The Umbrella Academy, Volume 1
written by Gerard Way
illustrated by Gabriel Ba
The Umbrella Academy is so delightfully offbeat that it’s easy to overlook its few flaws. It’s not a perfect graphic novel (the story sometimes meanders and doesn’t ultimately make a whole lot of sense), but it’s entertaining and inventive in so many ways.
The entire story is a bit complicated, but here’s a brief synopsis: One strange day, 47 women unexpectedly give birth, despite having previously had no signs of pregnancy. As if that weren’t weird enough, seven of the children are immediately adopted by Dr. Reginald Hargreeves, an eccentric scientist who trains and takes care of them all. The kids develop strange and wonderful powers as they age, and by the time their nearing adolescence, they have become a superteam. Hargreeves refers to them all by number, so they don’t see themselves as humans so much as things. They all have unique abilities, though, powers that are cool and potentially terrible at the same time.
Many years later, the kids reunite at Hargreeves’ funeral. There’s a new threat to the world to face, and the kids, now full-grown, have a lot of bitterness (toward themselves and their late stepfather) and dysfunction to work through before they can get to saving the world. And one of them may be more menace than help in that department.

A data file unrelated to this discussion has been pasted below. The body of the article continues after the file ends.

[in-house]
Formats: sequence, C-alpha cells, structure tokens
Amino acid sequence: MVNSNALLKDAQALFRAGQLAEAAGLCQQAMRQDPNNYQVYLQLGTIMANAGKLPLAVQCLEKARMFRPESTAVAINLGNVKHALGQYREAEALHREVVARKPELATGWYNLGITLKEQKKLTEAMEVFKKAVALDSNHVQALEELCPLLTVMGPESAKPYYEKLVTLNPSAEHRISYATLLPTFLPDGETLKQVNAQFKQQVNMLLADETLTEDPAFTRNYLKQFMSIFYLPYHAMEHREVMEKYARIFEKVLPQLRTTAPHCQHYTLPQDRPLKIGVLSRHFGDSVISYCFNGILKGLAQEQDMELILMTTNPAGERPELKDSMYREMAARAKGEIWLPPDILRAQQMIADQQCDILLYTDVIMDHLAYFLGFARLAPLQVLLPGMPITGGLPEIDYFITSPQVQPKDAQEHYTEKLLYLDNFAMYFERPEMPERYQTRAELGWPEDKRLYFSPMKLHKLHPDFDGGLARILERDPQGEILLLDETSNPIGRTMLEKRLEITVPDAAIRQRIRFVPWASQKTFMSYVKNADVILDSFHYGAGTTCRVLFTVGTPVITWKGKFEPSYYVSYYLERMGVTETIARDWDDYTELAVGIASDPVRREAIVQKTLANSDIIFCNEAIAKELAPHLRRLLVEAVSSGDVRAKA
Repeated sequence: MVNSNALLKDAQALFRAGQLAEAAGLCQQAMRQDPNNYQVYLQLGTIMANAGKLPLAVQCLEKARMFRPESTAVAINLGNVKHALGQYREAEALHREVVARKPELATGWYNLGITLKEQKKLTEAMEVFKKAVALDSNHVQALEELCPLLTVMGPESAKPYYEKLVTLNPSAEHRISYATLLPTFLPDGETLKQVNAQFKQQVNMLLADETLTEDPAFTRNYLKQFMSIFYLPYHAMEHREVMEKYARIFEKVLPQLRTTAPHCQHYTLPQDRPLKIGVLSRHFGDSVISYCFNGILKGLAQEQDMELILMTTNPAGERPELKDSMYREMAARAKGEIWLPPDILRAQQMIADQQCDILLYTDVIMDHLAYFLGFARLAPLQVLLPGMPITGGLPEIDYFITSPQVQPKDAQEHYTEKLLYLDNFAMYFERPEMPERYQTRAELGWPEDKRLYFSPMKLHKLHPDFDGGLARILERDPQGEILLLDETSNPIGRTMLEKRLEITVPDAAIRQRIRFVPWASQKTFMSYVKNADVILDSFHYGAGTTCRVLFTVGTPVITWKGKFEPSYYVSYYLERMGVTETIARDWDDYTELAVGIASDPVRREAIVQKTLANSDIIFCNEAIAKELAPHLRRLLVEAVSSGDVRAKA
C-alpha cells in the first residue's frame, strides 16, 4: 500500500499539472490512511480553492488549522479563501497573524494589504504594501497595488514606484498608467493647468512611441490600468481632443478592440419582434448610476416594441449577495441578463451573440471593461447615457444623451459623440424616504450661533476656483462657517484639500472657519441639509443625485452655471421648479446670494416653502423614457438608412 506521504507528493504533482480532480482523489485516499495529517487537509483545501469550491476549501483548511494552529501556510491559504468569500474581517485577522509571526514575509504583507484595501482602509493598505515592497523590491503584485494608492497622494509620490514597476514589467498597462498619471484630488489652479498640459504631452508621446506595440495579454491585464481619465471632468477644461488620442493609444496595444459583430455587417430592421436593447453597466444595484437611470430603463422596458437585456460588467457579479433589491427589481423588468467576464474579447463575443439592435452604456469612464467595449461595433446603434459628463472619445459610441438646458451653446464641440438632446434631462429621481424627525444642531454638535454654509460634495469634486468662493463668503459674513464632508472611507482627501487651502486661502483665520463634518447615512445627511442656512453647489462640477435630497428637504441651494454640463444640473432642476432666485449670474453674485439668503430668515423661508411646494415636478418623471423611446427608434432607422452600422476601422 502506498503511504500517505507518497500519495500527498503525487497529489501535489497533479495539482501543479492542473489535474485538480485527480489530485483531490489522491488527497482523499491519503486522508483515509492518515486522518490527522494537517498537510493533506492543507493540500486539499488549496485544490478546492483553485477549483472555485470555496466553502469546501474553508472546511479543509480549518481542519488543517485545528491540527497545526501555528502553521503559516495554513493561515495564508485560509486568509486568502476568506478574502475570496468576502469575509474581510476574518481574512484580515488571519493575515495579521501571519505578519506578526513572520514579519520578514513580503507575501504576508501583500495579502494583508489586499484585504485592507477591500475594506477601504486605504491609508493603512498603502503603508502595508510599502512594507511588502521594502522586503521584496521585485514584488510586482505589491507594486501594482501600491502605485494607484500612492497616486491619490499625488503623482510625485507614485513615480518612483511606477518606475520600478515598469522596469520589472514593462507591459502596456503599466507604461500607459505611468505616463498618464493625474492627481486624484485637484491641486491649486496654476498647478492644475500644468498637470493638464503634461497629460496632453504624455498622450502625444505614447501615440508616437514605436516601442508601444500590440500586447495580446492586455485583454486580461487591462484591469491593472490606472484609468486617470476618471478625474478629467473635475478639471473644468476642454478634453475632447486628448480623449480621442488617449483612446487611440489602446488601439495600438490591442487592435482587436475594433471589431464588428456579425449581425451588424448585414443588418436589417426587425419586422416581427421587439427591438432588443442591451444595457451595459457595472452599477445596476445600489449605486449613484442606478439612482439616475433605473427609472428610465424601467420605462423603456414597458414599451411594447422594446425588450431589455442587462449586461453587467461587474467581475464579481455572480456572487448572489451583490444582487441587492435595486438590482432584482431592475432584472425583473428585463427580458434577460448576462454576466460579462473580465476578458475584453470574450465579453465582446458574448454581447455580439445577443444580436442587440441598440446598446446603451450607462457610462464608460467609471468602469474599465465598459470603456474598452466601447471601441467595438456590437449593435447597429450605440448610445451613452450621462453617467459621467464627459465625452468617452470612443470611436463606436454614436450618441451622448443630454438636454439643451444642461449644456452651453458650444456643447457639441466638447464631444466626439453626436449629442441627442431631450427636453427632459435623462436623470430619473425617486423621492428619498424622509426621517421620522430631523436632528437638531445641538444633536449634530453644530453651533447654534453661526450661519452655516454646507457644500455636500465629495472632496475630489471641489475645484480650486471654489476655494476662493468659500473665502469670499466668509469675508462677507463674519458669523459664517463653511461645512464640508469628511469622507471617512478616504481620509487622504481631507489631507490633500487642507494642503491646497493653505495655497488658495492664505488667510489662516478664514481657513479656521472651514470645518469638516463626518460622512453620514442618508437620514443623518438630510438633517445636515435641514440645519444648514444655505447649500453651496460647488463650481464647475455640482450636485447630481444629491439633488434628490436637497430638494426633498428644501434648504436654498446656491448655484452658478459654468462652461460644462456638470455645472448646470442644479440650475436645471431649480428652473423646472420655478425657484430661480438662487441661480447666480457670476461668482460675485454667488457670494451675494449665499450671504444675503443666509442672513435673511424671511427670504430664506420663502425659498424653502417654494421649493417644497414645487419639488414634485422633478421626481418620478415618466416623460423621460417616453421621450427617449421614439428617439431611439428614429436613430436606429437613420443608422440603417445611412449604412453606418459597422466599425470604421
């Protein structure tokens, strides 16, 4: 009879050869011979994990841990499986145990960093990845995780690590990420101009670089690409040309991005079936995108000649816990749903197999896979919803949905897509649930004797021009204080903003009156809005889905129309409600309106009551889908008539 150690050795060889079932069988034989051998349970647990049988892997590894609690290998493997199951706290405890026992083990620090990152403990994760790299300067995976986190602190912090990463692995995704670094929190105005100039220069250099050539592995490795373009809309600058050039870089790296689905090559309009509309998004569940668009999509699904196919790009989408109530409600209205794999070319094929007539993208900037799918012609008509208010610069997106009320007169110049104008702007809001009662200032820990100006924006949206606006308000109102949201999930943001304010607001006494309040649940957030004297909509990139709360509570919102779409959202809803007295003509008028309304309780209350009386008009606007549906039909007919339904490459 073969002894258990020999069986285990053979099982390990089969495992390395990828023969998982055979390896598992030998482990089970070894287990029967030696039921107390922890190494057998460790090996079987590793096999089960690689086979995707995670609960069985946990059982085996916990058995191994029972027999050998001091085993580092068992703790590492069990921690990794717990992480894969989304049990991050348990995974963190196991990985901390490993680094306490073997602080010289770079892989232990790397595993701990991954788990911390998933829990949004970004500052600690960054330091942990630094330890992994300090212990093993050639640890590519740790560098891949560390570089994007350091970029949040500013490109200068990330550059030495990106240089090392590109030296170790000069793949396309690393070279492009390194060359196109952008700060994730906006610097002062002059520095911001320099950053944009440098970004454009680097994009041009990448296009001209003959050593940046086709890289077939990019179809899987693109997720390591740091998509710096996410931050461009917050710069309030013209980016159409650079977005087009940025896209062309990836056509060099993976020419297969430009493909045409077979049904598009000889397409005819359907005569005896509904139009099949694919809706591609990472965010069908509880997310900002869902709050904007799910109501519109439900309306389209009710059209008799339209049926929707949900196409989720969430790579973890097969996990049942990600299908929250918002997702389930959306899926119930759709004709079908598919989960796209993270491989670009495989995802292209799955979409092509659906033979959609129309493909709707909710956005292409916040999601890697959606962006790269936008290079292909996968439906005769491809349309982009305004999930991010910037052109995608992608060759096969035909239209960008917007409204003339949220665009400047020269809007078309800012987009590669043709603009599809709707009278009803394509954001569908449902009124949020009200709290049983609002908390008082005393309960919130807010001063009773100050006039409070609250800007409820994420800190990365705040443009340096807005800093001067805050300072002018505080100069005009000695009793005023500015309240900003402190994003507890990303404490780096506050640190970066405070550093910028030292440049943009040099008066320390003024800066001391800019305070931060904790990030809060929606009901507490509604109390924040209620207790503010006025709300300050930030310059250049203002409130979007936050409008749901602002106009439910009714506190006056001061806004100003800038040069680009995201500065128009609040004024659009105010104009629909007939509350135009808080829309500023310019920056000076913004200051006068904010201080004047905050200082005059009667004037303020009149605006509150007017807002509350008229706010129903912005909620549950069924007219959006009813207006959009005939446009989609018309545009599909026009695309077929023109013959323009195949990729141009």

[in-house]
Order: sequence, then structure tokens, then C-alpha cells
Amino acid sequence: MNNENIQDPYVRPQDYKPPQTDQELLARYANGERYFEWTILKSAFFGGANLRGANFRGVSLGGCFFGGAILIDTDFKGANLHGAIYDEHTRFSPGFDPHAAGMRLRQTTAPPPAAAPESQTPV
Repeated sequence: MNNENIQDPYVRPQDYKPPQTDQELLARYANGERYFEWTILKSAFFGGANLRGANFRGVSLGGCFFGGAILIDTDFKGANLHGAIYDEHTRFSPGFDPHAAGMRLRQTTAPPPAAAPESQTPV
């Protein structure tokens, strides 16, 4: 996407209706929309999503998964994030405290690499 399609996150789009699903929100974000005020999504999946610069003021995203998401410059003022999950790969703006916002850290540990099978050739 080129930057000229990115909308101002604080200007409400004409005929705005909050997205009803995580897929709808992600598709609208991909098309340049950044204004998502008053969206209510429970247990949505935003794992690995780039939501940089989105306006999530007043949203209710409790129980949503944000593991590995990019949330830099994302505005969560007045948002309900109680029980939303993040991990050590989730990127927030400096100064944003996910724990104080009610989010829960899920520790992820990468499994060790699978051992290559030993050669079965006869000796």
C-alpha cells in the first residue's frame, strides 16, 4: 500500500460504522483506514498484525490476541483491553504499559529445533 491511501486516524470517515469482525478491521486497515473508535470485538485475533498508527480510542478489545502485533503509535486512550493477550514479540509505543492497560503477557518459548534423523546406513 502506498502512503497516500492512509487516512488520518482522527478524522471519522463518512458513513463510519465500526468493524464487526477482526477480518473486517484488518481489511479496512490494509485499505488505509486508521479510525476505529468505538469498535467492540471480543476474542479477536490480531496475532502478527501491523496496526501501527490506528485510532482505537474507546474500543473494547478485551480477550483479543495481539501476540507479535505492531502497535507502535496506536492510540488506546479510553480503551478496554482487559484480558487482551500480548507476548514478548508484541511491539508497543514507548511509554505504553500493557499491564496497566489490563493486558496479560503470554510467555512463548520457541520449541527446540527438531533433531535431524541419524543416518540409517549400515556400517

It’s all intriguing stuff, with a British sci-fi twist on the superheroics, and it comes from Gerard Way, the lead singer of the rock band My Chemical Romance. The art from Gabriel Ba is loose and inventive, deviating often from traditional straight lines and linear storytelling.
So many loose ends are left untied at the end (in a positive way; the ambiguity is part of the story’s charm) that the doors are left wide open for a sequel. That’s a good thing, because Way and Ba have created an offbeat superhero team worth following. It’s a superteam for adults and older teens, since it relies on some adult themes, and it will be a pleasure for adults to read. The Umbrella Academy is creative and intriguing, a deliciously weird offering of incredibly satisfying storytelling.